Can These Women Save Silicon Valley?

Their new website is a how-to for building a diverse workforce.
The women of Project Include from left to right (top): Y-Vonne Hutchinson, Ellen Pao, Erica Joy Baker, Laura Gomez, bethany M
The women of Project Include from left to right (top): Y-Vonne Hutchinson, Ellen Pao, Erica Joy Baker, Laura Gomez, bethany McKinney Blount, Tracy Chou and (front) Freada Kapor Klein with her dog, Dudley. Susan Wu, the group's eighth member, is not pictured.

In December of 2015, a group of women started to get together over dinners and coffees to talk about diversity in the tech industry.

Over time, they formalized their ideas and on Tuesday launched Project Include, a website aimed at helping executives in the tech sector diversify their workforces. It's essentially a one-stop shop for solutions to the industry's diversity problem.

Eight women, all with impressive tech-related day jobs, signed on to the project. The headline name is Ellen Pao, who has been, willingly or not, a public face of the fight against homogeneity in the tech industry in recent years. She sued the venture capital firm she worked for, Kleiner Perkins Caufield and Byers, for gender discrimination in 2012 and lost in a very public trial in 2015. She was also the CEO of Reddit for a brief period in 2014 and 2015, but resigned after the site's users initiated a harassment campaign against her.

Some of Project Include's other members are senior Slack engineer Erica Joy Baker, engineer and startup advisor bethanye McKinney Blount and venture capitalist Freada Kapor Klein.

Project Include encourages such teams to think critically about where their company could do better and to focus on the recommendations that apply to them. The site includes a set of 60 or so recommendations for how company management teams can approach diversity. 

These recommendations fall into seven categories: defining culture, implementing culture, employee lifecycle (which includes everything from hiring to compensation to promotions), training, resolving conflicts, measuring progress and leading as VCs.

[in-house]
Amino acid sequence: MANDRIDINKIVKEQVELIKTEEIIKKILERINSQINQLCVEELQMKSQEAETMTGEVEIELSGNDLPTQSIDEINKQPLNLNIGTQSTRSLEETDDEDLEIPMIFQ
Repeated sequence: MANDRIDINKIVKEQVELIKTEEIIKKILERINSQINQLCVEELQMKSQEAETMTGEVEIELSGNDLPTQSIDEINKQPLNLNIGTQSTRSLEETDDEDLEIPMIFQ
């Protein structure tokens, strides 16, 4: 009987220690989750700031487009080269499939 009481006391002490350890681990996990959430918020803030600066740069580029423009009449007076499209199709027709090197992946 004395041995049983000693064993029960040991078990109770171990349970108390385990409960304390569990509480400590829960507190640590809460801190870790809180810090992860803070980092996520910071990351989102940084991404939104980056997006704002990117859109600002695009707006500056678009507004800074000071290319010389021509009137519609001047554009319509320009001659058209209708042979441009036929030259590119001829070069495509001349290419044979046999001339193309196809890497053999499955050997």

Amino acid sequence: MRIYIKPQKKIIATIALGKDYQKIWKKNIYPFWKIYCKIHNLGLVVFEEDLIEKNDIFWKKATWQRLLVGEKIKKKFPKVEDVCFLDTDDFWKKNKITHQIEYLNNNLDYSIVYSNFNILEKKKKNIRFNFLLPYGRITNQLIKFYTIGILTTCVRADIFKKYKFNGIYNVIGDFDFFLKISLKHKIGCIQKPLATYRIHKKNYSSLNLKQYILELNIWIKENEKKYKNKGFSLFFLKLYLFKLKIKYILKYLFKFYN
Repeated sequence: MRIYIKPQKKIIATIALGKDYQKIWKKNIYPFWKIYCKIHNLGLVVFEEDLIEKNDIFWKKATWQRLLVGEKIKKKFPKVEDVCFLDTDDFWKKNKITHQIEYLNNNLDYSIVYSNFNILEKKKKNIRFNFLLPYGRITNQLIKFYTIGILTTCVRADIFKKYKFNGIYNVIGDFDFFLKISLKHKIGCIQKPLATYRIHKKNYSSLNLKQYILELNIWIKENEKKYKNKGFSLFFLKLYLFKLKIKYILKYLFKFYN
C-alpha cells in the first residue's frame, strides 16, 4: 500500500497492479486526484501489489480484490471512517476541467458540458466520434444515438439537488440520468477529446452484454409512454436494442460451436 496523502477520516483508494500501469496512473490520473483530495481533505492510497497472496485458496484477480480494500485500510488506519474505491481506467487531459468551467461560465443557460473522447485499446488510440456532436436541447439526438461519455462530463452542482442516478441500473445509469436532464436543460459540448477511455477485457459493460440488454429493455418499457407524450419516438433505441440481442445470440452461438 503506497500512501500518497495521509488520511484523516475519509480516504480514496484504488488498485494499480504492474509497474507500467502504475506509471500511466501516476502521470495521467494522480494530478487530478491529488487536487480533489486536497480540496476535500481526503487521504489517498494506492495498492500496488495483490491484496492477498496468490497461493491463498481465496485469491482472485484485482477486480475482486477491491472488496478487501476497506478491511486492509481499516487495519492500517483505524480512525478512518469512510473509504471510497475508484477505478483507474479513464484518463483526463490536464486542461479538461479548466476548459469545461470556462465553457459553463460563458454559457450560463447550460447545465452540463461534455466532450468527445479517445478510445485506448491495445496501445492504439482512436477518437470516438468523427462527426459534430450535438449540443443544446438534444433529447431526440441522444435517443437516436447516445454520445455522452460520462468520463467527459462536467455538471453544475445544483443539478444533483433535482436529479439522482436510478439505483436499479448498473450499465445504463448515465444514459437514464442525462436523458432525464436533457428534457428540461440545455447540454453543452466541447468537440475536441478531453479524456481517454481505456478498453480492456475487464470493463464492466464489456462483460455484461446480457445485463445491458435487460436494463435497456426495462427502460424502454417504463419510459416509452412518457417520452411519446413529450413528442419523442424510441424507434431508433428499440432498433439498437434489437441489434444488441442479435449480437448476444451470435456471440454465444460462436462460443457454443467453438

"You can't keep shoving people into companies but not building a culture that helps them be successful," Baker told The Huffington Post. "Our project focuses on all aspects of the diversity and inclusion issues that need to be addressed." 

One major Silicon Valley venture capitalist, Chris Sacca, has already expressed interest publicly on Twitter.

The site's information is based on a combination of the groups's own experiences and available research on how to best avoid things like bias in the workplace. Recommendations that appear on the website offer footnoted links to research supporting each point and include tips like "define and share clear compensation bands" and "write inclusive job descriptions."

Inclusive job descriptions are important, the site notes, because they can communicate to applicants subtle information about who the ideal candidate is. For example, listing perks like ping-pong tables and game rooms give the implication that the target is young, white men. On the other hand,  the site says that "including 'salary negotiable' in a job description reduces the gender wage gap by 45 percent." 

The goal is to help Silicon Valley better represent the rest of the country.

"At this point there is rigorous research, and rigorous analytics, that point to increased profitability that comes from diversity [at a company]," Kapor Klein told HuffPost.

People often think of Silicon Valley as the closest approximation of a libertarian utopia. It doesn't matter if you graduated college or want to wear sweats to work: If you're smart and work hard, you can succeed.

"If they really believe that, what is keeping them from acting on rigorous data that says they are shooting themselves in the foot?" asked Kapor Klein, who says she would like to see companies get to a place where their workforces reflect the diversity of their customers. 

Baker goes even further than Kapor Klein in describing her goals for the project: "There are a lot of companies whose customer bases aren’t very diverse. I would like to see companies reflect their environment," she told HuffPost.

The women behind Project Include say they realize that the tech industry has a unique way of doing things, and it's important to think about diversity in a way that is congruent with the quick-paced, always adapting ethos of the industry.

"We're doing it the way tech does, which is fast and accessible," said Pao.

The website is minimalist and could be read in its entirety in a couple of hours. And in its simplicity, Project Include is also trying to be different.

"You see tech companies now trying to do a lot of things that finance and banking companies did in the '90s," said Baker. "If you don’t learn from history, you are doomed to repeat it."

There are two things that set this new push for diversity apart, says Kapor Klein.

First, America is simply getting less white. That means a more diverse customer base, more diversity (hopefully) in the applicant pool and a relatively easier path to a diverse workforce.

Second, there's been more psychology and management research about how bias works. We have a better understanding of how hidden biases affect everything from hiring to mentorship to promotion. And knowing about these things means being able to invent ways around them.

In that way, Kapor Klein thinks tech can also be a big part of the diversity solution.